We’re back on the Fantasy Front with our AFL Dream Team advice for Round 16! Ask our experts your Dream Team questions in the comment section below or on twitter @BlindsideSport!
Roman’s team currently sits 1,307 of 234,106 in AFL Dream Team. Round 16 trades included O’Meara – Hrovat and Waite – Johnson ($90,100 remaining).
With the byes well and truly behind us, most AFL Dream Team coaches will be close to having 22 premium players on the field. Despite that, the unlimited trades afforded to coaches in 2013 mean there is still a lot of work that can be done to improve your team.
Key to Round 16
At this stage of your season, you will have one of two objectives:
- Upgrade your final middle-range or rookie players until you have 22 premiums, or;
- Exploit match-ups and look for points-of-difference to climb your league or overall rankings
Points of Difference
Due to unlimited trades, there is a great chance that many of the 234,003 AFL Dream Team sides will look relatively similar by the end of the season. As such, you’ll need to make bold attempts to differentiate yourself unless you have no ambitions of climbing the standings over the next 7 weeks.
Surprisingly, Matthew Stokes is still a relatively unique option (11.03% ownership) despite averaging 95.07 points per round in 2013. An average performance against Hawthorn last round will send many current owners running but with 4 straight games against sides outside the top 8 coming up, the diminutive Cat could run riot.
His team-mate Steve Johnson is an interesting one. Owned by 22.6% of coaches despite his 2 week suspension, the mercurial midfielder doesn’t seem overly unique until you think about who owns him. With popular forwards Riewoldt, Rockliff and Daniher also missing matches recently, many top coaches would have offloaded Johnson prior to his suspension meaning that many of the 22.6% of teams still holding him would be a fair way down the rankings. Many coaches will be spending trades upgrading defenders or ousting the injured Jobe Watson so if you can bring Stevie in this week, you may find yourself grabbing an advantage.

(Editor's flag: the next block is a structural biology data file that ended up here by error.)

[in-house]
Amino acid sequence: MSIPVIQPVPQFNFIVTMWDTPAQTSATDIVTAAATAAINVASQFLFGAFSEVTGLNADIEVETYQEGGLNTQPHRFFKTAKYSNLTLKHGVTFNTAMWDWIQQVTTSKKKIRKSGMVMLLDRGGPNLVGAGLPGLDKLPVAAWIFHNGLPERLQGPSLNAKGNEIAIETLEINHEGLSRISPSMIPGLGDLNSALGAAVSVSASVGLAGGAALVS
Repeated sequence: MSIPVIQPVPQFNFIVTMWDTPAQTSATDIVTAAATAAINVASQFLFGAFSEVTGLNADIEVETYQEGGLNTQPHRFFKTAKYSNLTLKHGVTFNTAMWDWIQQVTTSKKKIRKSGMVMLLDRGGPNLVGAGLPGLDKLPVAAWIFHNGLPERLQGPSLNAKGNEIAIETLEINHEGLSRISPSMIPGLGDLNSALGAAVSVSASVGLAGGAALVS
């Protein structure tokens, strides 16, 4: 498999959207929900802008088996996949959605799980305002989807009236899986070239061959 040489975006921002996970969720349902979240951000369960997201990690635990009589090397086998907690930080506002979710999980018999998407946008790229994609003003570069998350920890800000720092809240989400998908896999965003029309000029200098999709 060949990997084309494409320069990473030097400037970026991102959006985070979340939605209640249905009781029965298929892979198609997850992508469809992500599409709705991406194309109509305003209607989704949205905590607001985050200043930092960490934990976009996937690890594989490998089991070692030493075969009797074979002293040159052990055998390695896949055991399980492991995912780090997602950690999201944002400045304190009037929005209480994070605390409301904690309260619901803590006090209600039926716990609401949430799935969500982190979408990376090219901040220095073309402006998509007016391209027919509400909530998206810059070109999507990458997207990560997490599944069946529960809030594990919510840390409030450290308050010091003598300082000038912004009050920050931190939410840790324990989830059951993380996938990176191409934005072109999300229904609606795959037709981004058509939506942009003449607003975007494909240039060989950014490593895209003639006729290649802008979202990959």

Trading out players that everyone else owns is also a great way to differentiate yourself from the field.
This week, we’re considering ousting the great Josh Kennedy. Owned by 46.02% of coaches, a great game from JJK doesn’t push you up the rankings, it just means you keep up with the pack. With matches against Sydney (Richards), Essendon (Carlisle), Geelong (Lonergan), Collingwood (Reid) and Adelaide (Talia) to close out the season, the Eagles forward will see more games in which he scores 70-90 than he will big centuries. To that list we would have added this week’s match-up against Fremantle and McPharlin, however a calf strain to the Docker defender is likely to improve Kennedy’s score marginally. Trading out a player who averages 93.15 is always a bit of a tough call but sometimes the risk is worth it. We’re predicting the probably Coleman Medallist to average 89 by Round 23.
Holding onto Matt Priddis, jumping on Joel Selwood or Leigh Montagna and even showing patience with Demon Dean Terlich who averages 106.3 under Neil Craig are great ways to differentiate yourself from coaches looking to big names, not big performances to round out their teams.